The Call of the Tiger

Staying in a luxury tent in Ranthambore, trying to spot the elusive tiger, will have us coming back for more. We took the morning safari as we had heard the chances of seeing a tiger are more then. Our guide said that it is easier to spot one in the evening.
We were allotted Zone 1 out of the five, and the others zones had a higher possibility of seeing a tiger. A tigress gave birth in Zone 3, when we had gone. Tough luck. We enjoyed the hilly terrain, tried to spot a leopard with our binoculars.
The many birds, peacocks, different kinds of deer and striking trees made it seem like Jurassic Park. We hurtled through in an open jeep. There were five vehicles at the watering hole, waiting for the tiger. Although we heard the call of potential prey a few times, signalling the tiger was on the move, we were disappointed.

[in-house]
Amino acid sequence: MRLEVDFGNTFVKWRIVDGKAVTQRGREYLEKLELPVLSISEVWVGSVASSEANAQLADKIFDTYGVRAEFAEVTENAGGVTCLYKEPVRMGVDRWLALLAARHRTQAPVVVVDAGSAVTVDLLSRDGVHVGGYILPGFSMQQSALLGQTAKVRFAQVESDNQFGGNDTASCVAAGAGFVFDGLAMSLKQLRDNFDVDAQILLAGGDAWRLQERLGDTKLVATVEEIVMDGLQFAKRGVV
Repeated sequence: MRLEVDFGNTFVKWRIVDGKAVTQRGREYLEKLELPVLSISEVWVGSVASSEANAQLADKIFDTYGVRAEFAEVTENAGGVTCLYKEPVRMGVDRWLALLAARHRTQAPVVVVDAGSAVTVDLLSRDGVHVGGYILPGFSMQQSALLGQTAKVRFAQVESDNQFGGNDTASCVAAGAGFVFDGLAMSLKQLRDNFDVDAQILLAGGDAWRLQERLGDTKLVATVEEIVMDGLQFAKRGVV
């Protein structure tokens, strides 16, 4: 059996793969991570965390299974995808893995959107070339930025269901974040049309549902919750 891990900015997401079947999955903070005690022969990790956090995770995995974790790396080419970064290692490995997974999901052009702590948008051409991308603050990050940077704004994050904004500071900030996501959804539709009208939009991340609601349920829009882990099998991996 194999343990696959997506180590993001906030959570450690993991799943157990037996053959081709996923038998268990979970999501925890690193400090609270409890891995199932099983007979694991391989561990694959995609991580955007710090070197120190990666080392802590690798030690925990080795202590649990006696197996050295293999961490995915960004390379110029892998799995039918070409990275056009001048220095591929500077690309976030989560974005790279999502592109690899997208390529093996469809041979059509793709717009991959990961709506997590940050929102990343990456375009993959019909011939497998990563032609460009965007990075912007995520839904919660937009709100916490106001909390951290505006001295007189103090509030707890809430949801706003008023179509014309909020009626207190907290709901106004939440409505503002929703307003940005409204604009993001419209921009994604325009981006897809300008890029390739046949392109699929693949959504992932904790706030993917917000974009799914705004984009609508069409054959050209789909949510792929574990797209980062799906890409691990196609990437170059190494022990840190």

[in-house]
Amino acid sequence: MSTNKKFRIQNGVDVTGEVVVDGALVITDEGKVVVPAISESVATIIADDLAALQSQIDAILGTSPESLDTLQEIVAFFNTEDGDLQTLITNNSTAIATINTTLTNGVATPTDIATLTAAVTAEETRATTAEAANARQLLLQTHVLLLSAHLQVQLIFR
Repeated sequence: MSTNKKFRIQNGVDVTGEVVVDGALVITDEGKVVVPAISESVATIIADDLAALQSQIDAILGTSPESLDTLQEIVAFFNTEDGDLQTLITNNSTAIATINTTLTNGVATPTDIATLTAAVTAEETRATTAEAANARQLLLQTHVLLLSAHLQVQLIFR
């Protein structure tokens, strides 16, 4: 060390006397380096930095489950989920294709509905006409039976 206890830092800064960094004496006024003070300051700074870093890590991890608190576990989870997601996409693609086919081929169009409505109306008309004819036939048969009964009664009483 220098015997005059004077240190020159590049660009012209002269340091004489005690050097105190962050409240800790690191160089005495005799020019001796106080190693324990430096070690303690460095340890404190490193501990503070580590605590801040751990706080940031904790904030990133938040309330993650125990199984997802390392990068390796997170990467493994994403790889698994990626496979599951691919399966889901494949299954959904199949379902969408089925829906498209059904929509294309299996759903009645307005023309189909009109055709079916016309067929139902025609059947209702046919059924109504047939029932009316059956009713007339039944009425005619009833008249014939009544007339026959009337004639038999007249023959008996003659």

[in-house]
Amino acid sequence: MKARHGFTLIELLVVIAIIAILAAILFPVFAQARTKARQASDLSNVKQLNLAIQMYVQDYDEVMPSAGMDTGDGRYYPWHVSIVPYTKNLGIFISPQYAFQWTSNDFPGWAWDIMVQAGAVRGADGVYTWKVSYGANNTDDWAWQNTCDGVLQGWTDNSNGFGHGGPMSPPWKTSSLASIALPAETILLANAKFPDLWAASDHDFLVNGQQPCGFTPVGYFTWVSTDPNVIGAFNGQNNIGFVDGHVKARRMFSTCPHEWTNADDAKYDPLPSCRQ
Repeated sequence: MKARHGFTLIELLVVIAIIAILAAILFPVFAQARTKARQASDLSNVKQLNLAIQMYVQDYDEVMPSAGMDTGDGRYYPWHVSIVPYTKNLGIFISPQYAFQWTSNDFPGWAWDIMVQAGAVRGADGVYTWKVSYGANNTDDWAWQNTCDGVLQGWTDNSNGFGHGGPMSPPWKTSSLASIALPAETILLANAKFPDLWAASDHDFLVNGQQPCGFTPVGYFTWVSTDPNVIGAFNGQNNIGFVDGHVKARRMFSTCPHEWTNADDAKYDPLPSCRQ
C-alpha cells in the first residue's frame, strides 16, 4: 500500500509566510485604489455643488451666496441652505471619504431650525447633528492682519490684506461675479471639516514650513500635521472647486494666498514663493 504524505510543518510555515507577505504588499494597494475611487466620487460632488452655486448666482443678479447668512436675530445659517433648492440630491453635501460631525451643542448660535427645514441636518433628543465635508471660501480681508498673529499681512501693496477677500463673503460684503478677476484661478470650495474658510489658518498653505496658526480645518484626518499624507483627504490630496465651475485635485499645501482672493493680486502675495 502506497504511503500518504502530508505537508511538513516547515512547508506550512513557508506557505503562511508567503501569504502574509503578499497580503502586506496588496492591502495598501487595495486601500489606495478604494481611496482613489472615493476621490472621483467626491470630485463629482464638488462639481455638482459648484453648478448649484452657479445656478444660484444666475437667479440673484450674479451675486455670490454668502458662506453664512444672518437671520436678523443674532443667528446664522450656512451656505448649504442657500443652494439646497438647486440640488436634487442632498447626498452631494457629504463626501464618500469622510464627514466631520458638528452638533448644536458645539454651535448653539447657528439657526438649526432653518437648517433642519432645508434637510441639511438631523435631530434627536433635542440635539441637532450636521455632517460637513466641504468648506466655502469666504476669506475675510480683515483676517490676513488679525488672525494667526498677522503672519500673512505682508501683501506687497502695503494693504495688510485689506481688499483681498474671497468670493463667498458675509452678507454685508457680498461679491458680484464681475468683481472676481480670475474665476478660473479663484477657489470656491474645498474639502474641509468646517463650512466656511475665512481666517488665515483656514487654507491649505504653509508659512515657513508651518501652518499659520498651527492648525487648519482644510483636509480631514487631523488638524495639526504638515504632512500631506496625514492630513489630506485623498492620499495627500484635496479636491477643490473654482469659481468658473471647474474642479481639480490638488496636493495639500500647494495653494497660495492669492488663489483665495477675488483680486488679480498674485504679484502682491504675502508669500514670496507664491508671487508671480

Our zone was just ten kilometres, with two tigers. The park has 40 odd tigers, 10,000 deer, of which 2000 are sambar deer. Only eight vehicles can be in a zone at any time. The safari was two hours long.
It’s easier to spot a tiger in summer apparently. Once you’re on the chase, you’re hooked until you do see one. It’s awe inspiring to see animals in their natural habitat, not fenced in or at a Sentosa like place. So definitely seeing a tiger in such a setting will be memorable.
Our guide had the last word- “Tiger dulha ki tarah chalta hai aage aage aur hum sab baaraati uske peeche chalte hain.” 🙂
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